- Weighted terms are used when you want to give a certain value, or weight, to the different elements being searched for. This is the type of search performed by advanced Web site search engines when they return with a list of weighted search results:
SELECT articleTitle, articleDescription FROM Articles WHERE CONTAINS(articleDescription, 'ISABOUT (VC++ weight (.8), MSMQ weight (.4), MTS weight (.2) )' )
SELECT someField FROM someTable WHERE CONTAINS(searchField, ' FORMSOF (INFLECTIONAL, find) ')
As you can see, you can do some pretty powerful searches when full-text indexing is involved. Now, let’s see how you configure this feature.
Configuring Full-Text Indexing
SQL Server 7.0 provides a wizard to aid in this process. However, I am documenting the slightly more manual approach so that SQL Server 6.5 users can follow along as well.
The following steps include SQL and stored procedures that you need to call. If you’re running SQL Server 7.0, you can perform these steps using the Query Analyzer (remember to set the DB combo box in the Query Analyer’s toolbar). If you’re running SQL Server 6.5, you can perform these steps using the Query window of the desired database.
- The first step is to turn on full-text indexing for the desired database. To do this, simply call the system-supplied sp_fulltext_database stored procedure.
- Next, you have to create a full-text catalog. This catalog is what will be used by the full-text index when you perform searches against your indexed table. As you can see, I created a catalog called articleKeywordsCatalog since this catalog will be used for the articleKeywords table. While not mandatory, it is a good idea to adopt a similar naming convention:
- The next thing you need to do is to tell SQL Server which tables you want indexed via the sp_fulltext_table stored procedure:
sp_fulltext_table 'articleKeywords', 'create', 'articleKeywordsCatalog', 'PK_articleKeywords'
There are two things to notice here. First, notice that it is here that we associate the table with its indexing catalog. The second thing to notice is the last parameter of this stored procedure which is where you specify a unique index to be used. If you haven’t explicitly created an index for the table, but have specified a unique primary key then the name of the index to use will in the form PK_[table name].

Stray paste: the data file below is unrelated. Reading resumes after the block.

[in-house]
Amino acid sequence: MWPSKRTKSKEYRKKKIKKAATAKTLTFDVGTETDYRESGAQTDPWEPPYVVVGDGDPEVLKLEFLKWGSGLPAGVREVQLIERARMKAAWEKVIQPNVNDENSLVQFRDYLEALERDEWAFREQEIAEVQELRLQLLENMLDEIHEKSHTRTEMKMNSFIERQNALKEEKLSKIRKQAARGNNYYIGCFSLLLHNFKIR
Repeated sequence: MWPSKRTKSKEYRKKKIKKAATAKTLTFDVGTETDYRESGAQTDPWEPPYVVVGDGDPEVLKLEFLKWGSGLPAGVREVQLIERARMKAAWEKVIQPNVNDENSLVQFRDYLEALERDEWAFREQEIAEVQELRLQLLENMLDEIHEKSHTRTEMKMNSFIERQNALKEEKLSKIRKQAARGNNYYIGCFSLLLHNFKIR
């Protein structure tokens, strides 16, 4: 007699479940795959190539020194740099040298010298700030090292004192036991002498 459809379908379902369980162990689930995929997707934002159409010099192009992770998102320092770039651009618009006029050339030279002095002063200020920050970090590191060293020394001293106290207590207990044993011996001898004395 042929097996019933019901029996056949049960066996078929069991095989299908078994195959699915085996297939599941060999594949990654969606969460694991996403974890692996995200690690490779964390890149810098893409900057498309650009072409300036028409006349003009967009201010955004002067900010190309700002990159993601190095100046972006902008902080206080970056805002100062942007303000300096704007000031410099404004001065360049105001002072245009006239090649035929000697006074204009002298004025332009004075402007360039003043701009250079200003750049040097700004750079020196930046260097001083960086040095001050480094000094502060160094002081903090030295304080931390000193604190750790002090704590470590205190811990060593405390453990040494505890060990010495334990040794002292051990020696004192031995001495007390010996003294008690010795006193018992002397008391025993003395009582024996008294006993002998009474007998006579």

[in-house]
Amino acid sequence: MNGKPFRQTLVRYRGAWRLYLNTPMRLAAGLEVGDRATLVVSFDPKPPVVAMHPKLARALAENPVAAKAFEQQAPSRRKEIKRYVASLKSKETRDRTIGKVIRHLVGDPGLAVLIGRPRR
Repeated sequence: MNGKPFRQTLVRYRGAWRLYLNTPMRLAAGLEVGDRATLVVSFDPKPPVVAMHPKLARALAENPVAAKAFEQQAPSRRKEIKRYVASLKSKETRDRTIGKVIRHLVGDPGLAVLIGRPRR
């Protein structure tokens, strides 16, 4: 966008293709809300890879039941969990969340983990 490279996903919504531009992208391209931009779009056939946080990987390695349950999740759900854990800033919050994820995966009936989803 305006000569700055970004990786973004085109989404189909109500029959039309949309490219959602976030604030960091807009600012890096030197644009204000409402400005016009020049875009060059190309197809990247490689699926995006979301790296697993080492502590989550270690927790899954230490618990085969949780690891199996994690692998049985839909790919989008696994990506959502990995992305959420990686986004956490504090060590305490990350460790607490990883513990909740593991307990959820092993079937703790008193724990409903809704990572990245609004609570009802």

- Once you’ve done that, call the sp_fulltext_column stored procedure for each column that you want indexed.
- Now, activate the index by calling the sp_fulltext_table stored procedure as follows.
- The last step (and one that you’ll have to do even if you use the SQL Server 7.0 Full-Text Index wizard) is to tell SQL Server to populate the catalog.
sp_fulltext_catalog 'articleKeywordsCatalog', 'start_full'
sp_fulltext_catalog 'articleKeywordsCatalog', 'create'
By now, you’re probably beginning to realize why it’s cool that SQL Server 7.0 provides a wizard to automate this!
sp_fulltext_column 'articleKeywords', 'sKeywords', 'add'
As you can see from the format, the first argument is the table name, the second is the column name and the third argument is simply used to specify whether you are adding or removing a column from indexing.
sp_fulltext_table 'articleKeywords', 'activate'
You have now seen how to configure full-text indexing for a given table/column. The next section just briefly shows the last few steps we needed to perform to finish solving our initial problem.
Now that all the tables are defined and indexing is configured, we need only to populate the Articles2Keywords table. In our case, we did this by simply creating a stored procedure that joined the Articles, Keywords and Articles2Keywords tables and wrote a single “keywords” record to the articleKeywords table for each article. We then defined a trigger so that any time a record in the Articles2Keywords table was created, updated or deleted, a stored procedure was automatically run to executed that article’s record. We could do this because in our environment, the most we’ll worry about posting per day is one or two articles. Obviously, if your situation involves tables with very large data sets that are updated much more frequently, your approach might be to run this stored procedure as part of “end of day” (which would obviously mean that your “summary” table would always be one day behind production).
In this article, my approach to showing you how to configure and use full-text indexing was done by first presenting a real-life problem and illustrating how full-text indexing can be used to solve it. Hopefully, in the process of reading this article, you’ve seen not only how to use full-text indexing, but have thought of some other ways in which this very useful feature of SQL Server can be used to solve your own problem domain-specific challenges.